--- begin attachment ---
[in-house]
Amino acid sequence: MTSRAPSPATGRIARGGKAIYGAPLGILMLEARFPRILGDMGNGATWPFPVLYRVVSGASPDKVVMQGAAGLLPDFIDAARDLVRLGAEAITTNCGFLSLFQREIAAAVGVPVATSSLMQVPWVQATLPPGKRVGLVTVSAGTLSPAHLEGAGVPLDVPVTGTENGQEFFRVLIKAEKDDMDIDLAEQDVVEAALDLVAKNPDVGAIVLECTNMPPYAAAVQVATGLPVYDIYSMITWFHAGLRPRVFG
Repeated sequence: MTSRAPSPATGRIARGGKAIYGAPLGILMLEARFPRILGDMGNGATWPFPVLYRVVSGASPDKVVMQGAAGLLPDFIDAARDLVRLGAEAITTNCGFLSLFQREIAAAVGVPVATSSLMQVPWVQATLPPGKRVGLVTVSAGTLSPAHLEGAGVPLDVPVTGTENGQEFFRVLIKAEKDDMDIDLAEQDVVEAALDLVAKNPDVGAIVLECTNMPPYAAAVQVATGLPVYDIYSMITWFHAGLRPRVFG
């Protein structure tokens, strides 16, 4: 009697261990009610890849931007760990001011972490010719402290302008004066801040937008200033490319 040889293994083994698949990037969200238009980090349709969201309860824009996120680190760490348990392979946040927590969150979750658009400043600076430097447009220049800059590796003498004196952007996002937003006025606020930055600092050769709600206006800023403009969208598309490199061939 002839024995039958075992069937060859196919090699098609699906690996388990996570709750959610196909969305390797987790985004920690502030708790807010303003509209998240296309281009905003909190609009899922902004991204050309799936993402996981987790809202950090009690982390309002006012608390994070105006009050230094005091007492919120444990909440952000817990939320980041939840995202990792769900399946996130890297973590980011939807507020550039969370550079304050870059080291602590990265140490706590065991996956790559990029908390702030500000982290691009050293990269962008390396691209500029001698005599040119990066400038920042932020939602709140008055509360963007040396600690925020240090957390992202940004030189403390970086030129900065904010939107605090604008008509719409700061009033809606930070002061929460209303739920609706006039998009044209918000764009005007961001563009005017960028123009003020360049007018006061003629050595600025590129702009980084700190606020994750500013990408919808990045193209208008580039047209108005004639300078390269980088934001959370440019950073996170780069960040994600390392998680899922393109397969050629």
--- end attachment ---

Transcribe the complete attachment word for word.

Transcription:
[in-house]
Amino acid sequence: MTSRAPSPATGRIARGGKAIYGAPLGILMLEARFPRILGDMGNGATWPFPVLYRVVSGASPDKVVMQGAAGLLPDFIDAARDLVRLGAEAITTNCGFLSLFQREIAAAVGVPVATSSLMQVPWVQATLPPGKRVGLVTVSAGTLSPAHLEGAGVPLDVPVTGTENGQEFFRVLIKAEKDDMDIDLAEQDVVEAALDLVAKNPDVGAIVLECTNMPPYAAAVQVATGLPVYDIYSMITWFHAGLRPRVFG
Repeated sequence: MTSRAPSPATGRIARGGKAIYGAPLGILMLEARFPRILGDMGNGATWPFPVLYRVVSGASPDKVVMQGAAGLLPDFIDAARDLVRLGAEAITTNCGFLSLFQREIAAAVGVPVATSSLMQVPWVQATLPPGKRVGLVTVSAGTLSPAHLEGAGVPLDVPVTGTENGQEFFRVLIKAEKDDMDIDLAEQDVVEAALDLVAKNPDVGAIVLECTNMPPYAAAVQVATGLPVYDIYSMITWFHAGLRPRVFG
């Protein structure tokens, strides 16, 4: 009697261990009610890849931007760990001011972490010719402290302008004066801040937008200033490319 040889293994083994698949990037969200238009980090349709969201309860824009996120680190760490348990392979946040927590969150979750658009400043600076430097447009220049800059590796003498004196952007996002937003006025606020930055600092050769709600206006800023403009969208598309490199061939 002839024995039958075992069937060859196919090699098609699906690996388990996570709750959610196909969305390797987790985004920690502030708790807010303003509209998240296309281009905003909190609009899922902004991204050309799936993402996981987790809202950090009690982390309002006012608390994070105006009050230094005091007492919120444990909440952000817990939320980041939840995202990792769900399946996130890297973590980011939807507020550039969370550079304050870059080291602590990265140490706590065991996956790559990029908390702030500000982290691009050293990269962008390396691209500029001698005599040119990066400038920042932020939602709140008055509360963007040396600690925020240090957390992202940004030189403390970086030129900065904010939107605090604008008509719409700061009033809606930070002061929460209303739920609706006039998009044209918000764009005007961001563009005017960028123009003020360049007018006061003629050595600025590129702009980084700190606020994750500013990408919808990045193209208008580039047209108005004639300078390269980088934001959370440019950073996170780069960040994600390392998680899922393109397969050629």